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【MARS Blog】The good, the bad and the lucky Sept 2021

作者: 老墨儿    人气: 1980    日期: 2021/10/11


Sept 2021

I don’t believe anyone can accuse this current government of sitting back and running the country with a laissez-faire approach. That’s not necessarily a good thing as ruling with a stick instead of a carrot is not tolerated long term in a democratically run country. Be that as it may, the govt may have decided that a Marxism approach is called for in order to squeeze the gap between the haves and have nots. Property investor’s who had planned for their retirement with an investment property may have to think again as what used to return a positive or neutral cash-flow will soon be negative if they still have a mortgage.

So, if investment property was the key to your retirement, you may have to refine your plan.

 

The good

But chin up, all is not lost, while the government has closed some doors creating a very dark place for some, a light is appearing, and a gate has recently opened. Like herding sheep, the Labour government is herding the property investors towards the open gate which they hope the investors will rush through, baaing all the way. In doing so, the government is hoping that using the leverage of property investors they will be able to solve their ongoing and climbing, community housing issue.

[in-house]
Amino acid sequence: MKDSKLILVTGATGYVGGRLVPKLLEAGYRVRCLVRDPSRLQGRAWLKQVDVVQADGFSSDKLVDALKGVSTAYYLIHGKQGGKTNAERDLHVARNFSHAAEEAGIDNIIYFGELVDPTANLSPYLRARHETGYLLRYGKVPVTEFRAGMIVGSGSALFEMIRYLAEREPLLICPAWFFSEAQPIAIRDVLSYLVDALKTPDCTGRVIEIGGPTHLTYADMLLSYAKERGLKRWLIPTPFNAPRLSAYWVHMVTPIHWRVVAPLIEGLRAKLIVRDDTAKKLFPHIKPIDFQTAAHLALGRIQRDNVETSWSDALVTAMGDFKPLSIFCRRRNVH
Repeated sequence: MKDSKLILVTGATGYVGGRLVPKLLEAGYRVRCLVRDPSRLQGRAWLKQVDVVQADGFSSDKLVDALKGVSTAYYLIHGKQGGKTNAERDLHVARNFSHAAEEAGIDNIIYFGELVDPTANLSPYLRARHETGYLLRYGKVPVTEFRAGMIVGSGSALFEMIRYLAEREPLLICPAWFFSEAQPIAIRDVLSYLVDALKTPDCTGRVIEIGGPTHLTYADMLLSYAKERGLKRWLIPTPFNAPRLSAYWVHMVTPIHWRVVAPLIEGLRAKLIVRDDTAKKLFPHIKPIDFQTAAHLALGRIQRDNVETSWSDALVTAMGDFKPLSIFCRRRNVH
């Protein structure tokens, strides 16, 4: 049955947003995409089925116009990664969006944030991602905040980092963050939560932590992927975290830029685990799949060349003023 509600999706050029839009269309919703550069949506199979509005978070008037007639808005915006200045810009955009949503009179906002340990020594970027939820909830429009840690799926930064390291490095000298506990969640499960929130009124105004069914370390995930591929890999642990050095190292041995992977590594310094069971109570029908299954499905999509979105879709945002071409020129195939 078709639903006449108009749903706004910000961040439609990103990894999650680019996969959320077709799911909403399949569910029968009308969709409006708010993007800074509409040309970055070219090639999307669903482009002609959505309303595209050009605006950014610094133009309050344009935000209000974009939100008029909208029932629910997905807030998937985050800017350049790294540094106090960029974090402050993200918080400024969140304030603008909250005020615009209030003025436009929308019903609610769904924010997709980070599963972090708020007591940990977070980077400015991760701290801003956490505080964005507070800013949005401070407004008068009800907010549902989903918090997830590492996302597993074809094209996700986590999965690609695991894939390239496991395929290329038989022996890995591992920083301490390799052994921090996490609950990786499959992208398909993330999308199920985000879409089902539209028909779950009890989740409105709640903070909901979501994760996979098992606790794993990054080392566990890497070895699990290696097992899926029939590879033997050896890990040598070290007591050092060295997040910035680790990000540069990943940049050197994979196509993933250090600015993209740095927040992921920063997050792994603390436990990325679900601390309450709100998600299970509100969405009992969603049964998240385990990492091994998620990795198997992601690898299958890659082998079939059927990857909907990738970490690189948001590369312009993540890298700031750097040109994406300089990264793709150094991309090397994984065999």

As a property investor, after escaping through this gate you will then have presented to you a property investment opportunity where you can write off interest deductions forever. Well, at least until they change the law again. The catch is that the tenant will need to be a registered community house provider or be temporary accommodation for people that have special needs (1). Quite clever actually, everyone wins, the government, tenants in need and the property investors.

 

Some residential tenants have been kicked to the kerb since the government bought in the abolishment of the 90-day tenancy termination rule in 2020, but this situation is now likely to change. Prior to this rule, unsociable, late paying or damage causing tenants could be evicted after 90 days in a periodic tenancy if the tenants were not what the landlord thought they were. Landlords are a lot more careful now when it comes to scrutinising the tenancy application. ‘Better to have the place empty than to be stuck with a bad tenant’ became the rule. Why the government couldn’t forecast this remains a mystery.